Insta-CoGo: Where Have All the Tourists Gone?
The dollar is so depressed compared with the euro and most other currencies in the developed world that you'd think overseas travelers would be flocking to the United States to scoop up bargains.
Yet they are staying away in droves. There were 2 million fewer overseas travelers to the States in 2007 than in 2000, even though there was a 10 percent increase in 2006, according to the U.S. Department of Commerce. In other words, since 9/11, the number of overseas travelers has been slowly creeping back toward pre-9/11 numbers. Given how much of a bargain we've become, and given an overall increase in travel, this country should be awash in visitors.
In fact, the United States had 10 million fewer overseas visitors in 2007 than it would have if it simply kept pace with post-9/11 travel trends.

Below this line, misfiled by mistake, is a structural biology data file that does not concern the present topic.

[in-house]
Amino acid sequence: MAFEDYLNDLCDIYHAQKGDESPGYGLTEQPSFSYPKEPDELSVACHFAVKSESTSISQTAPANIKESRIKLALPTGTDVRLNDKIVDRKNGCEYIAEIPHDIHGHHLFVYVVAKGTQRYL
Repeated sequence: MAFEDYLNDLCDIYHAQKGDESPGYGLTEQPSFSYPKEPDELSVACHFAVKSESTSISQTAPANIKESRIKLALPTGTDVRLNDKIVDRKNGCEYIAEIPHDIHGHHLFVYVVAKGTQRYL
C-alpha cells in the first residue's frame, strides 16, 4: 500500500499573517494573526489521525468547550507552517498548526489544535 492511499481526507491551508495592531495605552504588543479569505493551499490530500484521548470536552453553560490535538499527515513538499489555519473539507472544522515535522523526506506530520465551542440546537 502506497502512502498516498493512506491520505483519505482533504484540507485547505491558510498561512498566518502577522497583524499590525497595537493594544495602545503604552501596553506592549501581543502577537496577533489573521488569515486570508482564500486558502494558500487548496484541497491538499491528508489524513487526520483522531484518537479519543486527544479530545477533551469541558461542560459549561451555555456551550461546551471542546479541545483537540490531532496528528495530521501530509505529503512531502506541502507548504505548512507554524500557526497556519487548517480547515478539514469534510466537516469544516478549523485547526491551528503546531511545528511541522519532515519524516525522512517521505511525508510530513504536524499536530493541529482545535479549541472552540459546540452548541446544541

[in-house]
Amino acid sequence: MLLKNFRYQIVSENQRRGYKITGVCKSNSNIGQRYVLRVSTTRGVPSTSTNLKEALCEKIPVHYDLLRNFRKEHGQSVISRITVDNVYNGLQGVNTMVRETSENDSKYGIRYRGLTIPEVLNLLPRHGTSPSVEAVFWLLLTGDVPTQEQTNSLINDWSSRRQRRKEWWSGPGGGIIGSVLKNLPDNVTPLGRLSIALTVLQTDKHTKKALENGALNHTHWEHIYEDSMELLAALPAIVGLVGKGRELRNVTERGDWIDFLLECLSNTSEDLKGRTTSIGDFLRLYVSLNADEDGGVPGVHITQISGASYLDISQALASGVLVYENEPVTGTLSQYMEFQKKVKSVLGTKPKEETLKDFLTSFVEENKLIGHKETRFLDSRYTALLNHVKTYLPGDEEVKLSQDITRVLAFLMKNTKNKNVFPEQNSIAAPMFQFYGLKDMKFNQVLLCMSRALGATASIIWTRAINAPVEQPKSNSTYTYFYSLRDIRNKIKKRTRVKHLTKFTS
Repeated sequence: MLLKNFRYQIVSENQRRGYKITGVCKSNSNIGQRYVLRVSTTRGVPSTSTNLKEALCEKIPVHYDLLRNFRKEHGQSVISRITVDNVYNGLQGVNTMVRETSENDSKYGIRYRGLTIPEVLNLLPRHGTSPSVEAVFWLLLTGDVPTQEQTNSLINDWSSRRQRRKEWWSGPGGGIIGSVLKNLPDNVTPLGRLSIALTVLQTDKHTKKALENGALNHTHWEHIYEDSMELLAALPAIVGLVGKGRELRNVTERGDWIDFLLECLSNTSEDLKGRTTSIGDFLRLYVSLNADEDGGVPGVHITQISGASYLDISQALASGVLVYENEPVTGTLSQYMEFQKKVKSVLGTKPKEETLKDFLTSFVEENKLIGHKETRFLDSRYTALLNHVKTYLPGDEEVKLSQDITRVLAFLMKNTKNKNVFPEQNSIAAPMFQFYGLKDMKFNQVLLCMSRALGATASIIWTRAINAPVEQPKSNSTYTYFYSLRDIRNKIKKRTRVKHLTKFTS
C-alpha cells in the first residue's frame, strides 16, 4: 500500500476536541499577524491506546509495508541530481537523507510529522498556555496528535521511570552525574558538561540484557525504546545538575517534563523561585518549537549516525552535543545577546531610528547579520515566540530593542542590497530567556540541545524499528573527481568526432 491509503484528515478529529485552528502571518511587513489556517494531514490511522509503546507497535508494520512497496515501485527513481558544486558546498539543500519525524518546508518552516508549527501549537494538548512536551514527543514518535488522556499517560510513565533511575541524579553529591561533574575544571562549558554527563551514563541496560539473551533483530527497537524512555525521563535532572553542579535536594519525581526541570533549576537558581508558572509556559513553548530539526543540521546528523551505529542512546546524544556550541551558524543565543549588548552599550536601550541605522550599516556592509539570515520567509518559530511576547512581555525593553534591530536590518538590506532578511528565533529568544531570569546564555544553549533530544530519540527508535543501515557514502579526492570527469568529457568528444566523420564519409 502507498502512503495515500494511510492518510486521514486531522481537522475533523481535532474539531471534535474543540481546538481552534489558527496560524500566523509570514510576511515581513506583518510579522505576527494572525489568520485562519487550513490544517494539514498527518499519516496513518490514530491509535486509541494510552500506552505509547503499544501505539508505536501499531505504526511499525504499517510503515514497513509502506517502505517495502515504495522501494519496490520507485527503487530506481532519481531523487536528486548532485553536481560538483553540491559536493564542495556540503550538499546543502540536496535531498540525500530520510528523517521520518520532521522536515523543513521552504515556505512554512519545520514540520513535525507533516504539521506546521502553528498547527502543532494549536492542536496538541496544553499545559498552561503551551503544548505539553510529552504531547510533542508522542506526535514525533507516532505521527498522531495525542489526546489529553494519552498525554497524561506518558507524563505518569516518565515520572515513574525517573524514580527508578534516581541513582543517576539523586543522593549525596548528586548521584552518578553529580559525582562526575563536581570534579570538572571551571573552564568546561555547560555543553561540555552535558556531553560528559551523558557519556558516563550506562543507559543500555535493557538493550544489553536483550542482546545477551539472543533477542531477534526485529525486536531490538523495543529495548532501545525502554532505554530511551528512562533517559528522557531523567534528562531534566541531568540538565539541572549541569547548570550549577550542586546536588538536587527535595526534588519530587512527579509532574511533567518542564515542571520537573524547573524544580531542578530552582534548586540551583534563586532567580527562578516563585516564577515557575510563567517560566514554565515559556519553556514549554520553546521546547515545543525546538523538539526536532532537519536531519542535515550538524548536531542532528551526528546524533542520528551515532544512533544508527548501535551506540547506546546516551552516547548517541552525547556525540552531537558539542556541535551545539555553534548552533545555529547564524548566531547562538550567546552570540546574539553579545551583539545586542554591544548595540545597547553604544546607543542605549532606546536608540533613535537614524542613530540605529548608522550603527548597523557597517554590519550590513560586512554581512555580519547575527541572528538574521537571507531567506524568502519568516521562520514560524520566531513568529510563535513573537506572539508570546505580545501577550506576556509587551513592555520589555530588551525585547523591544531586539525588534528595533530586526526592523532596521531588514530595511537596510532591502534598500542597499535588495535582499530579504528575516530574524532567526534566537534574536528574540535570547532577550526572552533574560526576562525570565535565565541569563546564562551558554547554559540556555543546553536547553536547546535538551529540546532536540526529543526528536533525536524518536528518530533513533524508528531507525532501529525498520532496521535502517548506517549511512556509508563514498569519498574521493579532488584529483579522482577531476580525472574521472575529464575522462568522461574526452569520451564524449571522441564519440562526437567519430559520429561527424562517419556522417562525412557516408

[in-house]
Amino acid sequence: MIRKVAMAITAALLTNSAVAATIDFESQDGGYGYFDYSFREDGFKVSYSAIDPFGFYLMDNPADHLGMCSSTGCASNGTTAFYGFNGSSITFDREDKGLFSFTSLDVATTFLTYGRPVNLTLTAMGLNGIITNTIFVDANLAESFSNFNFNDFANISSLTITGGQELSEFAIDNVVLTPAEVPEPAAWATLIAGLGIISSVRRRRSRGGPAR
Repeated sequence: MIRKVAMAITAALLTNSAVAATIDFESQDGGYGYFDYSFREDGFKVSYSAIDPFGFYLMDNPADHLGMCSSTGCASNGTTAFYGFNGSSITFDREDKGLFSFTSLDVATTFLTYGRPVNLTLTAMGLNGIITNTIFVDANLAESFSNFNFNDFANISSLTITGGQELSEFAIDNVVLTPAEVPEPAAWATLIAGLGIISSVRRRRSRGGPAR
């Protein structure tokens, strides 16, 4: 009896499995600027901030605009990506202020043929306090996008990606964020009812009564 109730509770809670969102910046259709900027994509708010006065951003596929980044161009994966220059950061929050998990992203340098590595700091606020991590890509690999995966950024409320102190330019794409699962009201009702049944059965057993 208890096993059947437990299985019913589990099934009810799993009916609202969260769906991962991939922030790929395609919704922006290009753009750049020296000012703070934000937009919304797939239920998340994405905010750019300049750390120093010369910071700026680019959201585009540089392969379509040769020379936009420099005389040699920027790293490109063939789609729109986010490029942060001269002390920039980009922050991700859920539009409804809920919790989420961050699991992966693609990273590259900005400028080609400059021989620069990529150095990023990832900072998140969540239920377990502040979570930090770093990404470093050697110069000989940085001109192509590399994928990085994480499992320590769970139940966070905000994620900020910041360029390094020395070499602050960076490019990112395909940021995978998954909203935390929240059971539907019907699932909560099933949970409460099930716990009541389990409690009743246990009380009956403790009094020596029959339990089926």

Theories, anyone, of why people with vacation money are traveling like mad, but avoiding our fair land?
The travel industry is focusing on solving the problem. Legislation called the "Travel Promotion Act" is currently being considered in Congress. Under the act, visitors from "visa waiver" countries -- in other words, visitors from places that we don't require to pay for a visa -- would pay a fee, probably about $10, to the U.S. government when visiting. That would raise an estimated $100 million. The travel industry would match that, and the $200 million would be used to promote travel to the United States.
The United States, by the way, is one of the rare countries that doesn't have a national tourism program.
By Cindy Loose |
March 11, 2008; 7:08 AM ET
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